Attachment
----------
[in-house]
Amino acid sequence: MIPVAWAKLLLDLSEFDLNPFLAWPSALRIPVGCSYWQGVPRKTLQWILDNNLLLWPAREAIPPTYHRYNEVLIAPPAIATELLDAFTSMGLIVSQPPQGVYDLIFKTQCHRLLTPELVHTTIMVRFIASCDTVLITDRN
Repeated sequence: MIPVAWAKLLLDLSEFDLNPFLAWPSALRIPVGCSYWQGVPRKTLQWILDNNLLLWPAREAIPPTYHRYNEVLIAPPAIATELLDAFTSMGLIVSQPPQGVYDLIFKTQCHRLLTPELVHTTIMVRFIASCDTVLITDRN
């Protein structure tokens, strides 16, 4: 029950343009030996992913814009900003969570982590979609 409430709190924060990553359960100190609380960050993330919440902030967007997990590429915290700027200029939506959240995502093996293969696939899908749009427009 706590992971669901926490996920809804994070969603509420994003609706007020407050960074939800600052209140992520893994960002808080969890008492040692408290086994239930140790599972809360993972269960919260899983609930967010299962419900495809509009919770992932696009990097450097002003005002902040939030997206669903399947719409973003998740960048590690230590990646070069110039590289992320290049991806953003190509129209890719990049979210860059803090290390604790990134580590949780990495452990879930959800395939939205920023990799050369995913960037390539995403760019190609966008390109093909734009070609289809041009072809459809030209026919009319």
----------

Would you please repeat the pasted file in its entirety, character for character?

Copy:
[in-house]
Amino acid sequence: MIPVAWAKLLLDLSEFDLNPFLAWPSALRIPVGCSYWQGVPRKTLQWILDNNLLLWPAREAIPPTYHRYNEVLIAPPAIATELLDAFTSMGLIVSQPPQGVYDLIFKTQCHRLLTPELVHTTIMVRFIASCDTVLITDRN
Repeated sequence: MIPVAWAKLLLDLSEFDLNPFLAWPSALRIPVGCSYWQGVPRKTLQWILDNNLLLWPAREAIPPTYHRYNEVLIAPPAIATELLDAFTSMGLIVSQPPQGVYDLIFKTQCHRLLTPELVHTTIMVRFIASCDTVLITDRN
């Protein structure tokens, strides 16, 4: 029950343009030996992913814009900003969570982590979609 409430709190924060990553359960100190609380960050993330919440902030967007997990590429915290700027200029939506959240995502093996293969696939899908749009427009 706590992971669901926490996920809804994070969603509420994003609706007020407050960074939800600052209140992520893994960002808080969890008492040692408290086994239930140790599972809360993972269960919260899983609930967010299962419900495809509009919770992932696009990097450097002003005002902040939030997206669903399947719409973003998740960048590690230590990646070069110039590289992320290049991806953003190509129209890719990049979210860059803090290390604790990134580590949780990495452990879930959800395939939205920023990799050369995913960037390539995403760019190609966008390109093909734009070609289809041009072809459809030209026919009319």